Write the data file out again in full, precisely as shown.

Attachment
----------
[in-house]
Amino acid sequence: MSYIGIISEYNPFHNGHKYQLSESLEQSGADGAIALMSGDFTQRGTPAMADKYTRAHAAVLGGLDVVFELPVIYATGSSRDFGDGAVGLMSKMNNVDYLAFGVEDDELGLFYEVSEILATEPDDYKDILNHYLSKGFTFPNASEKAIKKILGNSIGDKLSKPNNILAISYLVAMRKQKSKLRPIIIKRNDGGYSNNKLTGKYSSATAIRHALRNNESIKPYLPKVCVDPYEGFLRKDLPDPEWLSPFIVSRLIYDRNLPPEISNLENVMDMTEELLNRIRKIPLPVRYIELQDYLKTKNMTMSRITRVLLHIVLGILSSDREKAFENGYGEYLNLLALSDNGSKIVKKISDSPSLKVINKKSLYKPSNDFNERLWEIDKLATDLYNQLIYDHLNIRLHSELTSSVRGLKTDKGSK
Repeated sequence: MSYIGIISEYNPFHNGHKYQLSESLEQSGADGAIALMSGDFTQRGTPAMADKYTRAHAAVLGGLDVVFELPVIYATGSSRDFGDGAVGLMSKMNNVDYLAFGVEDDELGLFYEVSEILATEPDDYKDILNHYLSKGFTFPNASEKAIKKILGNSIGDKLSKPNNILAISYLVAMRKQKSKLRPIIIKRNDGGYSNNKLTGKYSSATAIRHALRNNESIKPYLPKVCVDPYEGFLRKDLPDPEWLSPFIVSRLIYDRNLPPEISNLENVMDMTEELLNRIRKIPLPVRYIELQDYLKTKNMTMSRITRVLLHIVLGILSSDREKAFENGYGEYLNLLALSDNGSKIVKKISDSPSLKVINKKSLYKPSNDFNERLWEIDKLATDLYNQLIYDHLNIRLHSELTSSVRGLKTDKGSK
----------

[in-house]
Amino acid sequence: MSYIGIISEYNPFHNGHKYQLSESLEQSGADGAIALMSGDFTQRGTPAMADKYTRAHAAVLGGLDVVFELPVIYATGSSRDFGDGAVGLMSKMNNVDYLAFGVEDDELGLFYEVSEILATEPDDYKDILNHYLSKGFTFPNASEKAIKKILGNSIGDKLSKPNNILAISYLVAMRKQKSKLRPIIIKRNDGGYSNNKLTGKYSSATAIRHALRNNESIKPYLPKVCVDPYEGFLRKDLPDPEWLSPFIVSRLIYDRNLPPEISNLENVMDMTEELLNRIRKIPLPVRYIELQDYLKTKNMTMSRITRVLLHIVLGILSSDREKAFENGYGEYLNLLALSDNGSKIVKKISDSPSLKVINKKSLYKPSNDFNERLWEIDKLATDLYNQLIYDHLNIRLHSELTSSVRGLKTDKGSK
Repeated sequence: MSYIGIISEYNPFHNGHKYQLSESLEQSGADGAIALMSGDFTQRGTPAMADKYTRAHAAVLGGLDVVFELPVIYATGSSRDFGDGAVGLMSKMNNVDYLAFGVEDDELGLFYEVSEILATEPDDYKDILNHYLSKGFTFPNASEKAIKKILGNSIGDKLSKPNNILAISYLVAMRKQKSKLRPIIIKRNDGGYSNNKLTGKYSSATAIRHALRNNESIKPYLPKVCVDPYEGFLRKDLPDPEWLSPFIVSRLIYDRNLPPEISNLENVMDMTEELLNRIRKIPLPVRYIELQDYLKTKNMTMSRITRVLLHIVLGILSSDREKAFENGYGEYLNLLALSDNGSKIVKKISDSPSLKVINKKSLYKPSNDFNERLWEIDKLATDLYNQLIYDHLNIRLHSELTSSVRGLKTDKGSK